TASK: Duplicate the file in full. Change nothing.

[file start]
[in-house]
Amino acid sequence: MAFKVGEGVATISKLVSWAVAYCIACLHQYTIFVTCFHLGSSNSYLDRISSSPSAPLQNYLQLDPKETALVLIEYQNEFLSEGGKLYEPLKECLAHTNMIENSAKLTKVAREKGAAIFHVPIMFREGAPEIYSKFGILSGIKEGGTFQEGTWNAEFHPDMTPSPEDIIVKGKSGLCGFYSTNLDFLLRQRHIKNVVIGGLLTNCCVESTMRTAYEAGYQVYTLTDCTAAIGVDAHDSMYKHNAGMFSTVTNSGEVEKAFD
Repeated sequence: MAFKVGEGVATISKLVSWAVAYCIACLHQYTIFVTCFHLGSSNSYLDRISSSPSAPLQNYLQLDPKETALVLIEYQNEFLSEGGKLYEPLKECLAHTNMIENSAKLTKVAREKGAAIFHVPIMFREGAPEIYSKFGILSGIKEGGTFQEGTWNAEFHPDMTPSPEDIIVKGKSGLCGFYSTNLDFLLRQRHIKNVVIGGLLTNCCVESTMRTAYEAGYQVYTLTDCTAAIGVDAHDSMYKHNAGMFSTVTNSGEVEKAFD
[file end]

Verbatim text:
[in-house]
Amino acid sequence: MAFKVGEGVATISKLVSWAVAYCIACLHQYTIFVTCFHLGSSNSYLDRISSSPSAPLQNYLQLDPKETALVLIEYQNEFLSEGGKLYEPLKECLAHTNMIENSAKLTKVAREKGAAIFHVPIMFREGAPEIYSKFGILSGIKEGGTFQEGTWNAEFHPDMTPSPEDIIVKGKSGLCGFYSTNLDFLLRQRHIKNVVIGGLLTNCCVESTMRTAYEAGYQVYTLTDCTAAIGVDAHDSMYKHNAGMFSTVTNSGEVEKAFD
Repeated sequence: MAFKVGEGVATISKLVSWAVAYCIACLHQYTIFVTCFHLGSSNSYLDRISSSPSAPLQNYLQLDPKETALVLIEYQNEFLSEGGKLYEPLKECLAHTNMIENSAKLTKVAREKGAAIFHVPIMFREGAPEIYSKFGILSGIKEGGTFQEGTWNAEFHPDMTPSPEDIIVKGKSGLCGFYSTNLDFLLRQRHIKNVVIGGLLTNCCVESTMRTAYEAGYQVYTLTDCTAAIGVDAHDSMYKHNAGMFSTVTNSGEVEKAFD